Have you ever taken a look at Wikipedia? I have over the last couple years. In the beginning I thought it was a big joke. I thought the premise was noble but that it would never work in a practical sense.
For those that are unfamiliar with Wikipedia, it’s basically an encyclopedia but with one major feature that makes it different than any other encyclopedia you have ever seen: YOU can write for it! Yes, that was not a typo… you (*Eric points directly at you through the screen*) can write and edit any entry in the encyclopedia. You don’t need permission, you don’t need approval, you don’t need to have a PHD, and all you need to have is a keyboard.
Over the last couple of years, I’ve written in it a few times… just for kicks. I’ve tweaked a few entries to include something interesting that I know about, or to make a linkage between two entries. For example, I’m a big music buff so on the entry for my city (Kingston, Ontario, Canada), last year I added a couple of sentences listing a few of the good music bands that have grown out of my city.
Another neat feature is that you can examine the edits that people make to any particular page. The entire history of the changes is kept! Very cool!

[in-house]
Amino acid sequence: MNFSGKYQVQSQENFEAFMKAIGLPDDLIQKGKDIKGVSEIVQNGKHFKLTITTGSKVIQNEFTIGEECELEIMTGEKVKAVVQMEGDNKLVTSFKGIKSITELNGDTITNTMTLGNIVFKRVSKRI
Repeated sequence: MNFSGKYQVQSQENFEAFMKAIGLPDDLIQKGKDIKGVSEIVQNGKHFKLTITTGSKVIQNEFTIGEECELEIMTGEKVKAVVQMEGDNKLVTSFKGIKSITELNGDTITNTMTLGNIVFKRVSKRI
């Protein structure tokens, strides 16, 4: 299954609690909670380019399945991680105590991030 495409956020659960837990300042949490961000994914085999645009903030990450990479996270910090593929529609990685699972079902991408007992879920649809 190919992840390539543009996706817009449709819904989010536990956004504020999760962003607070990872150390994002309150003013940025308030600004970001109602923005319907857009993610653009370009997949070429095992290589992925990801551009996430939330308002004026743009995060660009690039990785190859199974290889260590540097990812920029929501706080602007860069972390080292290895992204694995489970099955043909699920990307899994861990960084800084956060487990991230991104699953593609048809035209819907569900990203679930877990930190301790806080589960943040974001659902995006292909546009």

What is created from this is a “public good” type of information repository: a place where no one polices except the users themselves. However, when I think of other “public goods,” like the air around us for example, everyone thinks it’s great for breathing and for diluting pollutants in, but no one wants to be responsible for cleaning it up and keeping it in a high quality state. I thought the same would apply for the Wikipedia: it’s a nice place to visit but it’s likely to be vandalized seriously and populated with loads and loads of inaccurate or irrelevant content. Boy was my gut feeling wrong. Check out the Wikipedia and let me know what you think.
Before you do that, check out this nice Flash movie with audio commentary created by Jon Udell that documents the changes in one particular entry in the Wikipedia over the past couple years. It’s great.